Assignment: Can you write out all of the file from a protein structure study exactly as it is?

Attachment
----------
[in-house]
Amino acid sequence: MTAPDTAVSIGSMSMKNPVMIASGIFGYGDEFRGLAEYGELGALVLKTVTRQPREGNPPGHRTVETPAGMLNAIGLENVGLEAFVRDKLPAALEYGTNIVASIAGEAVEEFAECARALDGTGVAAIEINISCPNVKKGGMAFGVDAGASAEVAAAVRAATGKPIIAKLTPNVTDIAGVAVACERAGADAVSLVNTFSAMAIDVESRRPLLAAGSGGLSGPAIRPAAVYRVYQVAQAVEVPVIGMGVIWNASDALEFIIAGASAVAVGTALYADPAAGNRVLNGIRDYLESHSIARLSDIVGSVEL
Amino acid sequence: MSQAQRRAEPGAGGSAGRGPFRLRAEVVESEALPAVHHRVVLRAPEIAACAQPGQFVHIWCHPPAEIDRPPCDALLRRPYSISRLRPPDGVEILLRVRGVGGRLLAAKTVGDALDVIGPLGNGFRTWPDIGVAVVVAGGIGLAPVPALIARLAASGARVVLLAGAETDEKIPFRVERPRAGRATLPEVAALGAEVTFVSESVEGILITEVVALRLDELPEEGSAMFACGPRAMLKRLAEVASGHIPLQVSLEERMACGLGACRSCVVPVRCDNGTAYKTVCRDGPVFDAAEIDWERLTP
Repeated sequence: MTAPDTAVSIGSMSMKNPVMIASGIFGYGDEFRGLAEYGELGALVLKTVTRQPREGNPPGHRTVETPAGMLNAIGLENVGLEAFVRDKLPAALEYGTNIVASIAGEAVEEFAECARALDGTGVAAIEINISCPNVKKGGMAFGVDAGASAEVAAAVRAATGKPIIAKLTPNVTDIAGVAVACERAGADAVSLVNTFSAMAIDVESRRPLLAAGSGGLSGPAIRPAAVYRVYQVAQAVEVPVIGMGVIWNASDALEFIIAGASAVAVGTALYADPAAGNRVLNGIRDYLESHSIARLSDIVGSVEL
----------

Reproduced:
[in-house]
Amino acid sequence: MTAPDTAVSIGSMSMKNPVMIASGIFGYGDEFRGLAEYGELGALVLKTVTRQPREGNPPGHRTVETPAGMLNAIGLENVGLEAFVRDKLPAALEYGTNIVASIAGEAVEEFAECARALDGTGVAAIEINISCPNVKKGGMAFGVDAGASAEVAAAVRAATGKPIIAKLTPNVTDIAGVAVACERAGADAVSLVNTFSAMAIDVESRRPLLAAGSGGLSGPAIRPAAVYRVYQVAQAVEVPVIGMGVIWNASDALEFIIAGASAVAVGTALYADPAAGNRVLNGIRDYLESHSIARLSDIVGSVEL
Amino acid sequence: MSQAQRRAEPGAGGSAGRGPFRLRAEVVESEALPAVHHRVVLRAPEIAACAQPGQFVHIWCHPPAEIDRPPCDALLRRPYSISRLRPPDGVEILLRVRGVGGRLLAAKTVGDALDVIGPLGNGFRTWPDIGVAVVVAGGIGLAPVPALIARLAASGARVVLLAGAETDEKIPFRVERPRAGRATLPEVAALGAEVTFVSESVEGILITEVVALRLDELPEEGSAMFACGPRAMLKRLAEVASGHIPLQVSLEERMACGLGACRSCVVPVRCDNGTAYKTVCRDGPVFDAAEIDWERLTP
Repeated sequence: MTAPDTAVSIGSMSMKNPVMIASGIFGYGDEFRGLAEYGELGALVLKTVTRQPREGNPPGHRTVETPAGMLNAIGLENVGLEAFVRDKLPAALEYGTNIVASIAGEAVEEFAECARALDGTGVAAIEINISCPNVKKGGMAFGVDAGASAEVAAAVRAATGKPIIAKLTPNVTDIAGVAVACERAGADAVSLVNTFSAMAIDVESRRPLLAAGSGGLSGPAIRPAAVYRVYQVAQAVEVPVIGMGVIWNASDALEFIIAGASAVAVGTALYADPAAGNRVLNGIRDYLESHSIARLSDIVGSVEL